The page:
Someone in the community just joined your organization’s leadership circle and paid $2,000. Would this be considered a donation or program revenue? It all comes down to whether the member received a significant benefit or an insignificant one.
Membership dues are presented as contributions on Form 990 if they represent contributions from the public. Payments for benefits are reported as program revenue on Form 990.
What is considered an Insignificant Benefit?
The value of the membership benefits can be disregarded when annual membership dues are $75 or less and the benefits are insignificant. Insignificant benefits include rights and privileges a member can exercise often during the membership period and can include:
- Free or discounted admission to the organization’s facilities or general events
- Discounts in the gift shop or restaurant
- Free or discounted parking
- Stroller or locker rental
- Newsletters used to keep members informed about the organization’s activities which are not available to nonmembers
- Admission to member-only events where the organization estimates the cost per person (excluding overhead) is within the definition of low-cost articles meaning of IRC Sec. 513(h)(2). The low-cost article amount is $10.70 for 2017 and $10.80 for 2018.
What is considered a Significant Benefit?
If there are rights and privileges a member cannot exercise often during the membership period, these are significant benefits. These include:
- Free or discounted admission to specific events
- Free private use of the facilities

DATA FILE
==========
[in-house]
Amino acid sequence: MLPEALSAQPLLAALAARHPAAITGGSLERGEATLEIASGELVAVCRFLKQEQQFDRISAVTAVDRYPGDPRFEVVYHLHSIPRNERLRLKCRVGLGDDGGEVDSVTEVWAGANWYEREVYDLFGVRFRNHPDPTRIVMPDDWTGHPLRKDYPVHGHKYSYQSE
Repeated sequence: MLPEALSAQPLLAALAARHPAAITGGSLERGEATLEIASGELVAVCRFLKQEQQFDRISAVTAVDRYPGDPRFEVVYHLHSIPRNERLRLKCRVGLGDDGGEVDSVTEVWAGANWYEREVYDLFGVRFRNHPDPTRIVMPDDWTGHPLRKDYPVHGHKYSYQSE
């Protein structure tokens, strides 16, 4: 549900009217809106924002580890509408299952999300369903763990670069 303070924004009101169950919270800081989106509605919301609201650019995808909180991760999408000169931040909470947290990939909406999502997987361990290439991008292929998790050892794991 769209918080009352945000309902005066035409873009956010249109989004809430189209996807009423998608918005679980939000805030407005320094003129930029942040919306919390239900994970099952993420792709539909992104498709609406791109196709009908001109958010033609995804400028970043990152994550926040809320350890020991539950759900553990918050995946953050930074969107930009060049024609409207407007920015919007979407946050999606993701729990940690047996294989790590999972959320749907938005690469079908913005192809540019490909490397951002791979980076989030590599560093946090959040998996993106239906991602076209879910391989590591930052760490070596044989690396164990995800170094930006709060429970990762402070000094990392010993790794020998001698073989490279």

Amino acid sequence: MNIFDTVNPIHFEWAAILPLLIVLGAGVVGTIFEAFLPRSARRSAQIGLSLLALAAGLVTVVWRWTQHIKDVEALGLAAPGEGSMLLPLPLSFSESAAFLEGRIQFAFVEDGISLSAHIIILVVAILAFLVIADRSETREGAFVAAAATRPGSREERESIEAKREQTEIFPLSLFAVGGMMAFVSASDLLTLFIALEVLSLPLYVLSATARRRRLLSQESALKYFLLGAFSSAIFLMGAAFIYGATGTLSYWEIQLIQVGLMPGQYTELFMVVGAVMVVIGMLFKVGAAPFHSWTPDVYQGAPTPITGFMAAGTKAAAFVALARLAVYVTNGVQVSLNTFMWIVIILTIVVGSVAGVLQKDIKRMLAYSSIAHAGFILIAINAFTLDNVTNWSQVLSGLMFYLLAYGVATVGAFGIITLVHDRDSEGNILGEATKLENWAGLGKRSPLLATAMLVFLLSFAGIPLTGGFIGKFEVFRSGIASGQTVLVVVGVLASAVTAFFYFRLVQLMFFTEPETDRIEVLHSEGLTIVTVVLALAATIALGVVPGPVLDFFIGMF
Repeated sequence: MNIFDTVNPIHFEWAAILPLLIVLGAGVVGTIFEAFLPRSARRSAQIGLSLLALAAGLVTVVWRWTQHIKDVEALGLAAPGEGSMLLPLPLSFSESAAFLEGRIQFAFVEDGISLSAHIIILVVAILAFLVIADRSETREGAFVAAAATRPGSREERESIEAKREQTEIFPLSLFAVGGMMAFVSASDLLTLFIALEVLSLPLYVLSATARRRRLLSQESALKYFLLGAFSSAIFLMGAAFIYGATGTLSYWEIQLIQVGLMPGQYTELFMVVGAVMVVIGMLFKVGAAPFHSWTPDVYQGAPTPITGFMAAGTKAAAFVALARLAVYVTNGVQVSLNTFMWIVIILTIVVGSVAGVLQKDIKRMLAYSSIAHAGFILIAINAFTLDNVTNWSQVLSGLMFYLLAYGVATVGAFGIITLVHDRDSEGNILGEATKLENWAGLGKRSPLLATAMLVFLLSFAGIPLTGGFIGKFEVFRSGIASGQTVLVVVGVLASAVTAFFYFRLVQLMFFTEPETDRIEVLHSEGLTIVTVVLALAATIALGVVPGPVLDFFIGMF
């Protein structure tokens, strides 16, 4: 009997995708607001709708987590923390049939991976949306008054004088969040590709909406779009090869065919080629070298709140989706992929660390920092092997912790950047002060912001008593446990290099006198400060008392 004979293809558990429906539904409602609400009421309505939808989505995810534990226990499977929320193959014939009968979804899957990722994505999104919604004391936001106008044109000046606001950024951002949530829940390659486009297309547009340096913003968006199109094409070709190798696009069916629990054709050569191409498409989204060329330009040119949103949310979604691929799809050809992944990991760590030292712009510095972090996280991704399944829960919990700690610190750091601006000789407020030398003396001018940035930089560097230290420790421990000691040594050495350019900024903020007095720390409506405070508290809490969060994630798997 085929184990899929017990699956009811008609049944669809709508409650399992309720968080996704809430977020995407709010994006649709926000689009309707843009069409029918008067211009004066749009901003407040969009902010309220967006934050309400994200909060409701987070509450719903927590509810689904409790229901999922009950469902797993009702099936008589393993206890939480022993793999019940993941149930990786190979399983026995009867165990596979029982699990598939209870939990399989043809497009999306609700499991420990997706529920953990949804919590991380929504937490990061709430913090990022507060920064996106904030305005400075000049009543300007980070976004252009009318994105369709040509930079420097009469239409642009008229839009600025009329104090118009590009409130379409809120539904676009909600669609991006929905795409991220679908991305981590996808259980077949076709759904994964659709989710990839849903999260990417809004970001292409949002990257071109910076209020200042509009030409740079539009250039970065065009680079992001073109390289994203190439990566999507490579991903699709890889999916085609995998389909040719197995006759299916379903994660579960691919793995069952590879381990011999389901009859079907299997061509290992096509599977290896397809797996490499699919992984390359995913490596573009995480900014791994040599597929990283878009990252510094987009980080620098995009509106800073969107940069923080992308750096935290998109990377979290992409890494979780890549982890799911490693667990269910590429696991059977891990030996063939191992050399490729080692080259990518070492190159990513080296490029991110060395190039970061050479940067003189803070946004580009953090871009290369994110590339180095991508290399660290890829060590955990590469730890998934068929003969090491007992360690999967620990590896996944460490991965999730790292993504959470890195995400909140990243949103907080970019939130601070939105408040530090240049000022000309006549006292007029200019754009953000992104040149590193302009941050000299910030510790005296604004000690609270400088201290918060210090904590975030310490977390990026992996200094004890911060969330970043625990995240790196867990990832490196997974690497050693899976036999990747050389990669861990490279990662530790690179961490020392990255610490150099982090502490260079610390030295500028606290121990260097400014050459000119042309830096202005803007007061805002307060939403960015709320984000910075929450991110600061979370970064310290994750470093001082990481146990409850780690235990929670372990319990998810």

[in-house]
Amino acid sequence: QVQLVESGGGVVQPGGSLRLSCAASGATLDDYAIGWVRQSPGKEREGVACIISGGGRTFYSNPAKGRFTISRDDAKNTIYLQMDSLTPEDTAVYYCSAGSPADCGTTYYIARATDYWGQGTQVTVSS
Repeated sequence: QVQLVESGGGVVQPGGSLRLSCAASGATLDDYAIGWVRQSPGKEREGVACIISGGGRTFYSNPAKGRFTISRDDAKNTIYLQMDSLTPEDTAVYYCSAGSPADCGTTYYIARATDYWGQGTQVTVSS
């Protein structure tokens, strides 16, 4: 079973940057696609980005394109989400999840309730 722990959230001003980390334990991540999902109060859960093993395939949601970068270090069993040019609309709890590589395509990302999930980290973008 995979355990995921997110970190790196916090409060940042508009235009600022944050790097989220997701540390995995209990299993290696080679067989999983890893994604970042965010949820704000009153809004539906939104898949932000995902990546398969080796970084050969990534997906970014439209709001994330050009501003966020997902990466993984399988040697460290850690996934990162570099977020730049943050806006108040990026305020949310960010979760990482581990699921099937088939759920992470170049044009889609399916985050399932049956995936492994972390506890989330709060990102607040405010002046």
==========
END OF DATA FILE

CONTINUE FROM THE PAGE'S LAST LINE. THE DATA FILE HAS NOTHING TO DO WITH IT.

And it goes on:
- Newsletters and periodicals that contain advertising and include articles for which the authors are compensated.
Significant benefits include items provided to donors, which exceed low-cost article definition and admission to events open only to members where the organization estimates the cost per person exceeds the limits established for low-cost articles. They can also include free or discounted special events or performances since these would happen infrequently.
If annual membership dues are greater than $75, you need to first consider whether the organization offers any memberships at $75 or less in order to determine the difference between significant and insignificant benefits. If an equal or lesser membership does exists, the insignificant benefits offered to the higher membership are the same as those offered to the membership levels of $75 or less. If the organization does not have membership levels at $75 or less, then none of the benefits are deemed to be insignificant and none of the benefits can be disregarded.
Insignificant Benefit Example
Member pays annual membership dues of $75 and receives free admission to the museum for a year, a 10 percent discount at the gift shop and a copy of the monthly newsletter. These benefits are considered insignificant and the full $75 is considered a donation.
Significant Benefit Example
Member pays annual membership dues of $1,500 and receives free admission to the museum for a year and a ticket to attend a special event free of charge with an event cost of $50. The event is not open to all membership levels. Since it is not open to all members, then the benefit is significant. Therefore, $1,450 is considered a donation and $50 is considered an exchange transaction.
Member pays annual membership to a recreation center of $380. Benefits include use the facilities for the year. This is an exchange transaction and would be reported under program fees as membership dues.
Reporting membership dues on Form 990 comes down to membership benefits. Taking time to review the benefits received by your members at each membership level will help ensure you are reporting them properly.